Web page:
KUALA LUMPUR (SIN CHEW DAILY/ASIA NEWS NETWORK) - Hailing from Alor Setar, Jocelyn Yow becomes the youngest mayor of Eastvale, California, at the age of only 25.
Her accomplishment has become a source of pride for her hometown.
Ms Yow used to study at SMJK Keat Hwa, and migrated to the US after Form 5. She once said, "I'm proud of Keat Hwa today, and some day Keat Hwa will be proud of me."
Indeed, she has set a shining example for her juniors here in Malaysia, telling the world once again that Malaysia does have plenty of talented people around.
It is not unusual for Malaysians to register enviable achievements overseas. Among others, a Malaysian virologist from Bidor, Perak, joined a Singapore team and successfully developed the world's first coronavirus antibody test kit.
Several years ago, Malaysian Lam Shu Jie discovered a possible solution to antibiotic-resistant superbugs in Australia, and was named one of Foreign Policy's 100 Leading Global Thinkers of 2016.
Additionally, there are many more Malaysian-born artists and directors who have made it great outside the country.
It is great that Malaysians have succeeded in various fields in the international arena. To a certain extent it manifests the "Malaysia boleh spirit".
Nevertheless, as we take pride in these people's exemplary achievements, perhaps we should also ask ourselves why so many talented Malaysians have decided to look for greener pastures elsewhere and only manage to shine brilliantly once they are outside this country?
In a highly competitive world, talent holds the key to a country's success. By grooming high-calibre people and offering them the most optimal platforms to perform, companies can have their overall competitiveness and performance remarkably boosted.
Similarly, such people can help propel a nation forward in various sectors and make the country great and powerful.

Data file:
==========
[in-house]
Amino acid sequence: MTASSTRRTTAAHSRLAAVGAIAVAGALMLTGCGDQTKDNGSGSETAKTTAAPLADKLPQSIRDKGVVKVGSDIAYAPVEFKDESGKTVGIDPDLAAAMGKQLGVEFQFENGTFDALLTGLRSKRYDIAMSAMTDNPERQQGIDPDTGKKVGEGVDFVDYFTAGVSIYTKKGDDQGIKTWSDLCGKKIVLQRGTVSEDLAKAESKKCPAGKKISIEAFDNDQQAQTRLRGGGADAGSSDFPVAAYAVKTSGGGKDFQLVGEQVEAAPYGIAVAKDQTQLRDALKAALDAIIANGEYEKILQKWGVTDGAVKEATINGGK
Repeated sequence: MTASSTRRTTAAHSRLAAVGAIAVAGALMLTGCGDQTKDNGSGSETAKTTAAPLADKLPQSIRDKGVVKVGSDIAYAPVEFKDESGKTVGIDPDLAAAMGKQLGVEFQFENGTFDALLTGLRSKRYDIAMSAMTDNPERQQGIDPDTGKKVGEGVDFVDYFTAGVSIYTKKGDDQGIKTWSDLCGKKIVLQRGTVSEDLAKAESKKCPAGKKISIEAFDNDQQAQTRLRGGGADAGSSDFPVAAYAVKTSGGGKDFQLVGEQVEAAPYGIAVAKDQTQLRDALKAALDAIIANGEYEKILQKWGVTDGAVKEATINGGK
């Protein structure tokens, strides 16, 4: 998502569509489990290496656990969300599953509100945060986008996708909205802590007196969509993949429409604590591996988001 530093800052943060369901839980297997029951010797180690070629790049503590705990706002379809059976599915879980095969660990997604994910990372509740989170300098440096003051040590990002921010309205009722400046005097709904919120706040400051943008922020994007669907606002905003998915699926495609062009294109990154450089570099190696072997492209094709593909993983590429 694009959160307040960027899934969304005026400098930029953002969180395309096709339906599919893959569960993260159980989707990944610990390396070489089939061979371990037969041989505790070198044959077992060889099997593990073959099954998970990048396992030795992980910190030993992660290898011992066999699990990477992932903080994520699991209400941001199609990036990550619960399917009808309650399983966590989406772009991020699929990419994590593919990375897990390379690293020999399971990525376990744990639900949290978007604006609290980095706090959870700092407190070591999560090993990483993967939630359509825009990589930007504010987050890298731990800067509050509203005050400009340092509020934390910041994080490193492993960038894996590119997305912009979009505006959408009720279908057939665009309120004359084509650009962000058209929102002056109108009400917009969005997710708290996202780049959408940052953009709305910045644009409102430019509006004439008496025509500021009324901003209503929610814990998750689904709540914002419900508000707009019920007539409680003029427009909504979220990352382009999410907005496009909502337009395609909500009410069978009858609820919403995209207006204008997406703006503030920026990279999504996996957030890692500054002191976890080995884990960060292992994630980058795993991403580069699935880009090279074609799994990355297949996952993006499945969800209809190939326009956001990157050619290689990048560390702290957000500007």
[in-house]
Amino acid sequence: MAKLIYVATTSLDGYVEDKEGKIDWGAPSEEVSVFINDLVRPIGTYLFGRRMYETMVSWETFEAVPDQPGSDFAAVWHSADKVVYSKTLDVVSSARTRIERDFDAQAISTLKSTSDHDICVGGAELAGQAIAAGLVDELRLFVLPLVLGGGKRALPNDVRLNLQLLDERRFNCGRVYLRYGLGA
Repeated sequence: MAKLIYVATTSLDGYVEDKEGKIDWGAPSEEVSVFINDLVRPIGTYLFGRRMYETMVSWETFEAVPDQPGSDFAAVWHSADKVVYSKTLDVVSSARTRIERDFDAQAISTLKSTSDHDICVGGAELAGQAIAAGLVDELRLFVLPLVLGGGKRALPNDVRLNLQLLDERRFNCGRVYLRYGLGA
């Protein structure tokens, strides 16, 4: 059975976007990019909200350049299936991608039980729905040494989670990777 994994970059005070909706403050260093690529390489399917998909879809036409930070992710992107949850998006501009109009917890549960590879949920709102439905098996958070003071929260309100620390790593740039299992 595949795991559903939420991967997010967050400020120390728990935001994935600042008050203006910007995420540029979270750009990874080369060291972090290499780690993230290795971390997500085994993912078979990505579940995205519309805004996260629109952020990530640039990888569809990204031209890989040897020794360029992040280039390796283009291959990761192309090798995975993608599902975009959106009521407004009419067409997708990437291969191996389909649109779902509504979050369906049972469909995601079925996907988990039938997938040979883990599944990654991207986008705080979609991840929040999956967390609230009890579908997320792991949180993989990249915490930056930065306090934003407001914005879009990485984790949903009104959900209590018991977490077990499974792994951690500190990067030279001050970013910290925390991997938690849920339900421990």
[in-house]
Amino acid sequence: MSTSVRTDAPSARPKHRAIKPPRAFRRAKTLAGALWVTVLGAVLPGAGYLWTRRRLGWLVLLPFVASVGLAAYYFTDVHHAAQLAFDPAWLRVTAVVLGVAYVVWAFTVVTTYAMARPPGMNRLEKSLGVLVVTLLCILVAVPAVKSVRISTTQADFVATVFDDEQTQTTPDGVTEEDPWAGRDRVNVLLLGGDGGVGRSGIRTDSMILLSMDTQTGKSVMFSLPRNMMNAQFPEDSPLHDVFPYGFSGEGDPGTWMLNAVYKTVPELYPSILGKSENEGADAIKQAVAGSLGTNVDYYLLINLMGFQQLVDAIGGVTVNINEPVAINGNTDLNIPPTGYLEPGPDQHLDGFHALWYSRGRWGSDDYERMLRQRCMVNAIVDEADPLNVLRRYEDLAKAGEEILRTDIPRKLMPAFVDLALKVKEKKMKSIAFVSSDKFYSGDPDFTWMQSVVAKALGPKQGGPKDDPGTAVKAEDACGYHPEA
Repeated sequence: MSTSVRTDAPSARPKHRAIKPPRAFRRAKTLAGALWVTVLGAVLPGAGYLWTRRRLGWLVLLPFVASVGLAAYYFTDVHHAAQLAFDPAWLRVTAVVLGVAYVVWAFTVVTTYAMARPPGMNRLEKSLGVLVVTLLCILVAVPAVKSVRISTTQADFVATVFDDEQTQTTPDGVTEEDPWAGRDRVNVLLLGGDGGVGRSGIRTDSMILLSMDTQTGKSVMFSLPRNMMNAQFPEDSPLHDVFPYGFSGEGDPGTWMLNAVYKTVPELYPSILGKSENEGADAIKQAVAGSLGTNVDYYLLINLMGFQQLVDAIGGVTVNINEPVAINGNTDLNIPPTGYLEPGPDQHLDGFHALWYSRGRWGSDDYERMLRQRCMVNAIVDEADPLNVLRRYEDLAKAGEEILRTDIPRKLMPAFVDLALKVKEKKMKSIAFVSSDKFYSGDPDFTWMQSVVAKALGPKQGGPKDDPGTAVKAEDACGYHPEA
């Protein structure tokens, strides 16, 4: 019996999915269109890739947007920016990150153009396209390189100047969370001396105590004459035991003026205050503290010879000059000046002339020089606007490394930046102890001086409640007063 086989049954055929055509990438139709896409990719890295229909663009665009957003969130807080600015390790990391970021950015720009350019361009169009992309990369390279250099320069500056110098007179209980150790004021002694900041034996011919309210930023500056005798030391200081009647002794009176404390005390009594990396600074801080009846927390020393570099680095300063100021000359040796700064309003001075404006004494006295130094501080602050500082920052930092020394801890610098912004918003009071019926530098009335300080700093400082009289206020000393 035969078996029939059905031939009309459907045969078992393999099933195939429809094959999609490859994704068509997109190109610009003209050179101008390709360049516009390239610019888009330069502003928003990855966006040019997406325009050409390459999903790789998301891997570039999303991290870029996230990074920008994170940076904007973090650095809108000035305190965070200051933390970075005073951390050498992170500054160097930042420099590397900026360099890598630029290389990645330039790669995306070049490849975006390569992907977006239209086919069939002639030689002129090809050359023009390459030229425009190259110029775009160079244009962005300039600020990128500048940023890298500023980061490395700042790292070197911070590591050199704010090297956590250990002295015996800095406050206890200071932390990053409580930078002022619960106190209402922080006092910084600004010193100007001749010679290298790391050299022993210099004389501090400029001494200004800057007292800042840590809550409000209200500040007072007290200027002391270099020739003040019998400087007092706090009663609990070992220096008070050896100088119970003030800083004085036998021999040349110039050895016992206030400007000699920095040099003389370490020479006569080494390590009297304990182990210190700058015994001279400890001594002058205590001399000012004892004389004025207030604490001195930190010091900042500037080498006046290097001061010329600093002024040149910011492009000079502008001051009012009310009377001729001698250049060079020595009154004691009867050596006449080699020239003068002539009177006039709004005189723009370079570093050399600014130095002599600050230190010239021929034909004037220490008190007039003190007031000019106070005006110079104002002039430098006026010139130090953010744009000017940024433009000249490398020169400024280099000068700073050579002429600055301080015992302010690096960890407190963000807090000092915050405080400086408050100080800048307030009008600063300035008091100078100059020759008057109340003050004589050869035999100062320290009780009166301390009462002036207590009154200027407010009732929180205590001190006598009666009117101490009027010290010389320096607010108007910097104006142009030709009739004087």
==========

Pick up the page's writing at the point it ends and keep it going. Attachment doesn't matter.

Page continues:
Unfortunately, even though talent is such a precious and rare commodity in this country, it is so often treated with disdain here as many such people find themselves denied the opportunity to exert their full potential.
As a result, many have opted to go elsewhere.
The seriousness of brain drain has drawn the attention of our government which set up TalentCorp some years ago in hope of bringing back our talents overseas.
But sadly, after so many years, such a scheme still fails to meet its desired goal.
There are plenty of reasons why talented Malaysians have wanted to go elsewhere to fulfil their dreams, but more importantly the government must think of ways to keep them here so that they will continue to contribute positively towards our society's development and progress.
In short, the government needs to provide a conducive environment for them to live and perform here. All government policies must be established upon the basis of meritocracy and not other irrelevant factors such as race and religion.
This is to ensure that all talented Malaysians can exert their utmost on a fair and equal footing in realising their respective dreams.
In the meantime, the authorities must also have a foresight and open up opportunities for these people to maximise their expertise instead of holding down their creativity with all sorts of restrictions.
While the success stories of Malaysians overseas do serve as an inspiration to us all, more importantly we must keep them here so that they will shine in this country and brighten up our future.
Sin Chew Daily is a member of The Straits Times media partner Asia News Network, an alliance of 24 news media organisations.